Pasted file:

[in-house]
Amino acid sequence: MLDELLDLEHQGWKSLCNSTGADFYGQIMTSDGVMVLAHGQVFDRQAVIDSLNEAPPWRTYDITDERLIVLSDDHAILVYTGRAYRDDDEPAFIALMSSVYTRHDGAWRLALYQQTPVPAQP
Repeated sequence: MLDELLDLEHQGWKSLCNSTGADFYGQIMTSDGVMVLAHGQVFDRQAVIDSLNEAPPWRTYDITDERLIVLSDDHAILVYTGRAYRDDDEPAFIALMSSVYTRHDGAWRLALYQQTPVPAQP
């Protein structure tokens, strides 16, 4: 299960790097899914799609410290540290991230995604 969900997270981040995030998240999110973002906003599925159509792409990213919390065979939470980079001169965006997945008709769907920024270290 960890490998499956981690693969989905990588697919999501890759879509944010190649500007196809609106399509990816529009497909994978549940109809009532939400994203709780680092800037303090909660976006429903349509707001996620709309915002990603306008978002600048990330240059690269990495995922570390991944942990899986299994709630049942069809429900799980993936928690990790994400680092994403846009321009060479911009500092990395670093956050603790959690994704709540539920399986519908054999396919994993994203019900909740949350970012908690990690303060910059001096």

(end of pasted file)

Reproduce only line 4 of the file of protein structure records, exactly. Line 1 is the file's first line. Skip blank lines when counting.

């Protein structure tokens, strides 16, 4: 299960790097899914799609410290540290991230995604 969900997270981040995030998240999110973002906003599925159509792409990213919390065979939470980079001169965006997945008709769907920024270290 960890490998499956981690693969989905990588697919999501890759879509944010190649500007196809609106399509990816529009497909994978549940109809009532939400994203709780680092800037303090909660976006429903349509707001996620709309915002990603306008978002600048990330240059690269990495995922570390991944942990899986299994709630049942069809429900799980993936928690990790994400680092994403846009321009060479911009500092990395670093956050603790959690994704709540539920399986519908054999396919994993994203019900909740949350970012908690990690303060910059001096």